GRAPE-STONES AND GRAPE-SKINS OF HEATHENS ARE FORBIDDEN, THE PROHIBITION EXTENDING TO ANY BENEFIT, THIS IS THE OPINION OF R. MEIR. BUT THE SAGES SAY, WHEN FRESH THEY ARE FORBIDDEN BUT WHEN DRY THEY ARE PERMITTED. MURIES8 AND BITHYNIAN CHEESE9 OF THE HEATHENS ARE FORBIDDEN, THE PROHIBITION EXTENDING TO ANY BENEFIT, THIS IS THE OPINION OF R. MEIR. BUT THE SAGES SAY THAT THE PROHIBITION DOES NOT EXTEND TO ANY BENEFIT. R. JUDAH SAID: R. ISHMAEL PUT THIS QUESTION TO R. JOSHUA AS THEY WERE ON A JOURNEY, 'WHY,' ASKED HE, 'HAVE THEY FORBIDDEN THE CHEESE OF HEATHENS?'10 HE REPLIED, BECAUSE THEY CURDLE IT WITH THE RENNET OF A NEBELAH.'11 HE RETORTED: 'BUT IS NOT THE RENNET OF A BURNT-OFFERING MORE STRICTLY FORBIDDEN THAN THE RENNET OF A NEBELAH? [AND YET] IT WAS SAID THAT A PRIEST WHO IS NOT FASTIDIOUS MAY SUCK IT OUT RAW (THOUGH THIS OPINION WAS NOT APPROVED, AND IT WAS SAID THAT NO BENEFIT MAY BE DERIVED FROM IT, ALTHOUGH NO TRESPASS WOULD APPLY THERETO).'12 'THE REASON THEN,' [R. JOSHUA SAID,] 'IS BECAUSE THEY CURDLE IT WITH THE RENNET FROM CALVES SACRIFICED TO IDOLS.' SAID HE, 'IF THAT BE SO, WHY DO THEY NOT EXTEND THE PROHIBITION TO ANY BENEFIT DERIVED FROM IT?' HE, HOWEVER, DIVERTED TO ANOTHER MATTER, SAYING:13 'ISHMAEL, HOW DO YOU READ - FOR THY [MASC.] LOVE IS BETTER THAN WINE OR THY [FEM.] LOVE ETC.'14 HE REPLIED: 'THY [FEM.] LOVE IS BETTER . . .' HE RETORTED: THIS IS NOT SO, AS IT IS PROVED BY ITS FELLOW [-VERSE]: THINE OINTMENTS HAVE A GOODLY FRAGRANCE [WHEREFORE THE MAIDENS LOVE THEE].'15
GEMARA. Whence do we deduce [the prohibition of] WINE? - Rabbah b. Abbuha said: From the scriptural verse which says, Who did eat the fat of their sacrifices, and drank the wine of their drink-offering,'16 as [heathens'] sacrifice is forbidden as to deriving any benefit, so also their wine is forbidden. But whence do we deduce the prohibition of a sacrifice itself? - From the scriptural words, They joined themselves also unto Baal of Peor, and ate the sacrifices of the dead:17 as anything appertaining to the dead is forbidden as to any benefit, so [heathen] sacrifices are likewise forbidden. And how do we know this about the dead? - We deduce it from the similar expression 'there' used in connection with the heifer whose neck was to be broken,18 as well as here [in connection with the dead]. Here it is said, And Miriam died there,19 and there it is said, And they shall break the heifer's neck there in the valley.20 As in that other case the heifer was forbidden as to any benefit, so also in our case the prohibition is the same. But how do we know that it is so in that case? - Those of the School of R. Jannai said: Because forgiveness21 is mentioned in connection therewith as with sacrifices.22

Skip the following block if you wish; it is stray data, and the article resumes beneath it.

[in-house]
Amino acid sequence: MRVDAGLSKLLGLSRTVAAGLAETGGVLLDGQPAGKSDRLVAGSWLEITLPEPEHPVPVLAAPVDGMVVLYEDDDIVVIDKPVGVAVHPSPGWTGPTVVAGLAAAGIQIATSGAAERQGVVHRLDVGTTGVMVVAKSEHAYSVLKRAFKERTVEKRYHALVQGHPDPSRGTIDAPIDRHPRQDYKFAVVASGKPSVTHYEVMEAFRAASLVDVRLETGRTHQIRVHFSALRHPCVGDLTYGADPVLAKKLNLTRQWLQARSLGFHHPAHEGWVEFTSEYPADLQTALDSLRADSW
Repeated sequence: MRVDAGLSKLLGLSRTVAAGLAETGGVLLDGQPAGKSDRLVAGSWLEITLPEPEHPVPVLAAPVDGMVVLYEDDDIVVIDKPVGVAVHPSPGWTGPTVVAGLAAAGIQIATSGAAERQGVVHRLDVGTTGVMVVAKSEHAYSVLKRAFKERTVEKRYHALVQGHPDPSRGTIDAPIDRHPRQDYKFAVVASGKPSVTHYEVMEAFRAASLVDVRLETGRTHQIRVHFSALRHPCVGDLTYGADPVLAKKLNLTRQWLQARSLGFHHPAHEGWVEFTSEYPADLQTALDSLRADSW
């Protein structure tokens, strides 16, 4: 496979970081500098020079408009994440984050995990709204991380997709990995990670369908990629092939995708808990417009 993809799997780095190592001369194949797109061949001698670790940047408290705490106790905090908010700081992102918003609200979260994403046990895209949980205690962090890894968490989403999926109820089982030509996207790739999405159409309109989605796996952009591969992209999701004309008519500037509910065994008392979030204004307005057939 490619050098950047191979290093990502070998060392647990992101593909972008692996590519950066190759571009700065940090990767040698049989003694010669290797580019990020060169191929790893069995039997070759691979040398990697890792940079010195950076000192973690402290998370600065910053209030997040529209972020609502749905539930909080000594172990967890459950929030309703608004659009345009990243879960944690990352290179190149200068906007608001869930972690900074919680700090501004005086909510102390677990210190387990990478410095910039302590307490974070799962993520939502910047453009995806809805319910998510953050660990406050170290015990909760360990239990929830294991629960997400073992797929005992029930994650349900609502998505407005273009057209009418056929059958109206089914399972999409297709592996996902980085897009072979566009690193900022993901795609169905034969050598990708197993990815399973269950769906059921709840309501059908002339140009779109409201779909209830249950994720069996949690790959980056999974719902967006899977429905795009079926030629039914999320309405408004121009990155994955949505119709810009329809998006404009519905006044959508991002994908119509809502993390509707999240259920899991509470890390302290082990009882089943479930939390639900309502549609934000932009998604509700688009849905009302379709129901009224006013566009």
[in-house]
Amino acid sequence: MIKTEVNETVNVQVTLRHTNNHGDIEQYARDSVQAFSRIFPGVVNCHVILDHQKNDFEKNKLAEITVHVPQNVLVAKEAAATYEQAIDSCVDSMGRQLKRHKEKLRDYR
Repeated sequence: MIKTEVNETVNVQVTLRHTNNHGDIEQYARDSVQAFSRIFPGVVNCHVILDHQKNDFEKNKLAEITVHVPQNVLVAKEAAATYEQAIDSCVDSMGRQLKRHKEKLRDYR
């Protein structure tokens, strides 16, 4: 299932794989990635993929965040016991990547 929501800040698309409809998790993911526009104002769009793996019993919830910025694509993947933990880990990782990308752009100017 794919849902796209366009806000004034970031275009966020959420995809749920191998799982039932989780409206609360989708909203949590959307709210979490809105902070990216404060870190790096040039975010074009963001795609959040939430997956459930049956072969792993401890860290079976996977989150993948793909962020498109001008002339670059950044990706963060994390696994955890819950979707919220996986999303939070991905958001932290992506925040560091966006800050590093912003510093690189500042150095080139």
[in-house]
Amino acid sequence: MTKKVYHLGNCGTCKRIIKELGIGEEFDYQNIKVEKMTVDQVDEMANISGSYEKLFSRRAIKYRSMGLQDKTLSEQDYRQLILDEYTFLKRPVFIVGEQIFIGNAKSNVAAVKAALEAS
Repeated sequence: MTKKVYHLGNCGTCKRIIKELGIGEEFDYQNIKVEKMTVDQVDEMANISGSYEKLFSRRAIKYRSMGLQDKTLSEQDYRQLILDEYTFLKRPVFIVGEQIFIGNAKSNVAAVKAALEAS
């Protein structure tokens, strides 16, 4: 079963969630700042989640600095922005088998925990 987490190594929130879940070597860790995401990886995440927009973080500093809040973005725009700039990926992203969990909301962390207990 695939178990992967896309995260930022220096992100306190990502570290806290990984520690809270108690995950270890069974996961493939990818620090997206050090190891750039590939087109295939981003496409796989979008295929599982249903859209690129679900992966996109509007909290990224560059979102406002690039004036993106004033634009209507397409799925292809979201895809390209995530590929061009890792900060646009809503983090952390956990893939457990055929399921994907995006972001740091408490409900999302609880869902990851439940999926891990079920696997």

OR A HEATHEN'S VINEGAR THAT WAS FORMERLY WINE. This, surely, is obvious! Shall its prohibition cease because it turned sour? - R. Ashi said: The statement serves to imply that vinegar belonging to us when in the keeping of a heathen does not require double sealing;23 [and for this reason:] as to the fear lest he would offer it to idols - this is generally not offered, and [again] as to the possibility that he might exchange it for his own - since there is one seal, he would not take the trouble to falsify it.
R. Elai said: We have had it stated that a heathen's boiled wine, which was formerly [raw] wine [while in his possession], is forbidden. This, too, is self evident! Does its prohibition cease because it had been boiled? - Said R. Ashi: This, too, enables us to draw the implication that our boiled wine which is in the keeping of a heathen does not require double sealing.24 For as to the fear lest he would offer it to the idol, it is not offered [in that state]; and as for
(1) While it was in the heathen's possession
(2) V. infra 32a.
(3) It was the practice of the heathen to remove the heart of a living animal for a sacrifice to the idol; thus the whole animal is forbidden as an idolatrous offering.
(4) The rounded shape is a sign of the crinkling of the skin on being rent while the animal was still alive; the oblong, or natural, shape of the rent shows that it was made after the animal was dead. V. J. a.l.
(5) To derive some benefit therefrom.
(6) [Cf. Ps. CVI, 28, and Ab. III, 3. The meat is regarded as idolatrous even though no part of it had actually been offered as sacrifice to the idol. Tosaf. 32b, s.v. והיוצא.]
(7) [תרפות, lit., 'obscenity', a contemptuous designation of an idolatrous cult. Jast. and Elmslie (p. 33) understand the reference to be to the Dyonisian festivals.]
(8) 'Fish-brine', often mixed with wine.
(9) The reason given (infra 34b) is that in Bithynia many calves were offered to the idols; it is therefore to be suspected that their rennet is used in preparing the cheese. ['Bithynian cheese was prized as a delicacy,' Elmslie, p. 35.]
(10) Why do the Sages forbid the eating of such cheese, seeing it is only made from the milk of 'clean' animals.
(11) An animal which dies of itself (v. Glos.).
(12) Cf. Lev. V, 15. Which goes to prove that rennet in a burnt-offering was not regarded as part of the animal, but as mere refuse.
(13) The diversion was intentional, as is explained further in the Gemara.
(14) Cant. I, 2. The Heb. word may stand for either gender according to the vocalisation: דודיך masc., or דודיך fem. The Song of Songs is regarded as a dialogue between God the lover (in the masc.) and Israel His beloved (fem.).
(15) Which obviously is addressed to one of masculine gender.
(16) Deut. XXXII, 38.
(17) Ps. CVI, 28.
(18) Deut. XXI.
(19) Num. XX, 1.
(20) Deut. XXI, 4.
(21) Forgive O Lord Thy people Israel (ibid. 8).
(22) From which no secular benefit may be derived.
(23) Lit., 'a seal within a seal,' as is the case with wine, to make sure that part of it is not offered to the idol.